Never say never to John Simm

 

by Alison Roberts

John Simm has a hangover and needs to eat a large bacon sandwich to revive himself. He does this while explaining why he's late: "Channel 4 thought I was a parcel," he says, a little greasily. It turns out the car sent to collect him from his house in Muswell Hill wasn't a car at all, but a bike - for a parcel. Another car was swiftly - but not that swiftly - ordered. And the hangover? He was out the previous night at the Scala, watching Johnny Marr's newish band, The Healers, then went home and decided to have a bottle of Scotch. Can he remember whether Marr was any good? "Fantastic. It was odd, though. Some Japanese woman kept coming up to me and bowing," he says, his sense of the surreal now fully engaged. "She kept saying: 'John Simm, John Simm! Wonderland!'"

It's odd being John Simm at the moment. His face - very boyish despite his 30 years - is recognisable from high-class TV drama such as The Lakes and from films like Wonderland and the rave movie Human Traffic, in which he played the gorgeous Gyp. But unless you live in Japan, or read every column inch of the NME review pages, in which his band occasionally features, you might well struggle for the name. This state of affairs, though, isn't likely to last much longer - particularly, perhaps, in London.

The new Channel 4 two-part drama in which he stars this autumn, Never Never, is set on a grim, concrete council estate in Hackney and is largely about debt: getting into it, getting out of it and the struggle of life in-between. Simm plays a vulture-like door-to-door salesman, one of those men who persuade people to buy stuff they don't really want, or need, and then charge high interest rates on money owed. They fleece the poor, in other words - though they have to charm them first.

Simm's character hasn't a scrupulous bone in his body, but you wouldn't mind being stuck in a lift with him. He says he has no direct experience of these sharks, thankfully, though he spent some of his childhood in a high-rise in his home town of Nelson, near Burnley, when his mum temporarily left his dad, and he certainly knows what it's like to be penniless. "Oh yes, I was a skint student living in a bedsit. Fingerless gloves around a candle, eating baked beans from a tin, all of that."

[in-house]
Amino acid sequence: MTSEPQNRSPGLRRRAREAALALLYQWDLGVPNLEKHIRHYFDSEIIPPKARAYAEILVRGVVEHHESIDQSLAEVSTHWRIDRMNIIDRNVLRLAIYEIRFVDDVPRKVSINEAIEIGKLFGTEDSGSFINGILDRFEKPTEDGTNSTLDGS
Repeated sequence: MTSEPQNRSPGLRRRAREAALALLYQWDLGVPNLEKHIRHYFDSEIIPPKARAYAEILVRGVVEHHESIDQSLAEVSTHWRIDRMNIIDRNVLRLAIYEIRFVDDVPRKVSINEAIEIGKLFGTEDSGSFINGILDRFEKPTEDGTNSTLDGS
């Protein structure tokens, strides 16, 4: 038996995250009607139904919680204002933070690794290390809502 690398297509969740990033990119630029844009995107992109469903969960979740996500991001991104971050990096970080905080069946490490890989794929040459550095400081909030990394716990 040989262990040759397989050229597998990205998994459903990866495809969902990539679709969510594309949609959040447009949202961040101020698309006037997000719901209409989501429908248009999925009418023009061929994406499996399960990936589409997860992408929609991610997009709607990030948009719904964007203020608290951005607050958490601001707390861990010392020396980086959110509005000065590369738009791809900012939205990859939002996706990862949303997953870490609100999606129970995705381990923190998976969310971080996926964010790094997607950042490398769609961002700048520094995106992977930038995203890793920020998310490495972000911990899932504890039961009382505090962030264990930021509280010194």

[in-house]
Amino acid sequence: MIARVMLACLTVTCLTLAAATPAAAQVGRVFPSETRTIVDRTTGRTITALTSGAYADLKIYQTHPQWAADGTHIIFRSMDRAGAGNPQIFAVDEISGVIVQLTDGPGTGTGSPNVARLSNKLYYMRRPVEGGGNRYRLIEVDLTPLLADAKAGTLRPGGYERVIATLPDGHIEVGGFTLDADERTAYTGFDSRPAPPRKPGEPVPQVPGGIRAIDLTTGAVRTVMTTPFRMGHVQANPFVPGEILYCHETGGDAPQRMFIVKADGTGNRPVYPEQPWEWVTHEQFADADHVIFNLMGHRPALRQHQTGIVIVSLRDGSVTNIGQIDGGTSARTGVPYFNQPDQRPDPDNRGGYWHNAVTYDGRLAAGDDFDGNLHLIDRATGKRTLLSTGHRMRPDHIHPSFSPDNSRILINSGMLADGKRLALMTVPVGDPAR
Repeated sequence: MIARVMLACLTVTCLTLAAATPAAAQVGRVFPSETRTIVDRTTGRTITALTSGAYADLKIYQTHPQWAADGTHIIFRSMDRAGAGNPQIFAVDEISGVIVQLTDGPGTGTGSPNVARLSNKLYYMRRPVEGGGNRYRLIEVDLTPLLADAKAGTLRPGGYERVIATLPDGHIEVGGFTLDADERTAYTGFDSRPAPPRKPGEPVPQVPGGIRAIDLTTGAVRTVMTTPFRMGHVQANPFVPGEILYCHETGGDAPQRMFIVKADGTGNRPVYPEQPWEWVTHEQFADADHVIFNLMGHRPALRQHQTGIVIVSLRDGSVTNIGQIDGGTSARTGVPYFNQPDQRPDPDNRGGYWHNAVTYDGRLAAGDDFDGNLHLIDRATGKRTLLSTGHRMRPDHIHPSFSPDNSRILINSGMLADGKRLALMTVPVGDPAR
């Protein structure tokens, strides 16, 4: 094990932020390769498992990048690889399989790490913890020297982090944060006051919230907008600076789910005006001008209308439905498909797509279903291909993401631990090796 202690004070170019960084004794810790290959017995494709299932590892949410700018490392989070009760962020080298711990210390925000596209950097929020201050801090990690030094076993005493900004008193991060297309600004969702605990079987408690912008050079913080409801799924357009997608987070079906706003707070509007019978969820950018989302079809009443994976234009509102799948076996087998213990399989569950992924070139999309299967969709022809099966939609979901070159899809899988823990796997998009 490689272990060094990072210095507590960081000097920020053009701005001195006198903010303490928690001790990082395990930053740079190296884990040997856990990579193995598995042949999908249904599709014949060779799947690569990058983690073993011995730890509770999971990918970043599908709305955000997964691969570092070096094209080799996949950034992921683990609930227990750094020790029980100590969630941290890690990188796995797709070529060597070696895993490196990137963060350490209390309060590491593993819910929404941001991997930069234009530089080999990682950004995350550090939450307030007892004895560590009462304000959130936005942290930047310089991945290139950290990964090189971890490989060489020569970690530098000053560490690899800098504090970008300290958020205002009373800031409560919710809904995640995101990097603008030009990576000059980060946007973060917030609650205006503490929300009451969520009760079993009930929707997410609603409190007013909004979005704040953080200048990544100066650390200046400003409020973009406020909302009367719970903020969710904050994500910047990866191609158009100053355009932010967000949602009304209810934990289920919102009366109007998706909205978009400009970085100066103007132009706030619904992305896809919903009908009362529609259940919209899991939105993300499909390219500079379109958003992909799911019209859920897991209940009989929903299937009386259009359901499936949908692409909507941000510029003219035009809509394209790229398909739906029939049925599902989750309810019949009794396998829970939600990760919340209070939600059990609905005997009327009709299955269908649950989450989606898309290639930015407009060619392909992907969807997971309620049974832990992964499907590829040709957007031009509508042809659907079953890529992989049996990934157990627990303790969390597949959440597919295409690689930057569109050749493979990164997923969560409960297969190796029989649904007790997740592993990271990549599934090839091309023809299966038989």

All of that was in London, as a student at the rigorous Drama Centre in Chalk Farm. Simm didn't have much fun, but he stuck at it because of Robert De Niro, James Dean and David Thewlis, all of whom inspired him in one way or another. Meanwhile, he was breaking his poor old dad's heart. "My dad always wanted me to be a musician. Before I was an actor, I did clubs with him up north; he taught me the guitar and we did cover versions together."

Not that Simm gave up on the music altogether - his band, Magic Alex (aka the Beatles' drug dealer), supported Echo and the Bunnymen on tour last year. "That was so weird, man!" says Simm, happily. "I used to have Ian McCulloch up on my wall." He ended up spending Boxing Day with the McCullochs: "I was walking up his drive that day and he opened the door to me. I mean, there was Ian McCulloch in his shades, welcoming me in!" In his shades? At Christmas? "Yeah. He's a total rock star, isn't he?"

Simm left drama school early for a part in Rumpole of the Bailey. There followed a succession of similar TV parts before Cracker, in which he played a villain for two episodes, and then an unremittingly gritty film called Boston Kickout (with Andrew Lincoln), The Lakes and Human Traffic.

Nowadays, Simm gets invited to all the parties you'd expect a young, cultish actor to be invited to - film premieres, daft celebrity bashes, B-list openings - and he hates them, pretty much without exception. "The last one I went to was for X-Men, and it was just so depressing. Oh, it's bollocks, isn't it? Walking down the carpet ... When Vanessa Feltz gets a bigger cheer than Patrick Stewart, then there's got to be something wrong."

Not that he doesn't know what it feels like to be the object of desperate paparazzi attention. Simm - and I find this quite hard to believe now I've met him - had a fling with Baby Spice a year or so ago. No disrespect to the Spices, but she's not the obvious choice of girlfriend for a man who despises all that celeb stuff. He says the constant cameras and lack of privacy put paid to the possibility of a serious relationship and he goes out now with actress Kate McGowan.

Next, he's off to Canada, to begin shooting a film with Matthew Modine, about which he is very excited. Acting is no longer quite the buzz it once was, and he says he only began because he thought it was easy, and he's a lazy bugger - but a decent indie film like this still makes him realise why he does it. If it was a choice between full-time music with the band or acting, he'd go for the latter every time.

Which is why Magic Alex still don't have a recording contract. They've been offered one, but only on condition that Simm give it absolute priority, and he won't. "Mind you," he says, "Jamie Oliver's band has just been signed for loads of money." And did they ask him to give up the day job? Obviously not. Well, why can't Simm get a similar deal?

"Yeah," he replies, indignant. "Why can't I cook on the telly?" And the interview ends as it began - with both of us shaking our heads and the Channel 4 PR man looking utterly, fantastically perplexed.

Never Never is on C4, on Sunday and Monday.


This Is London

1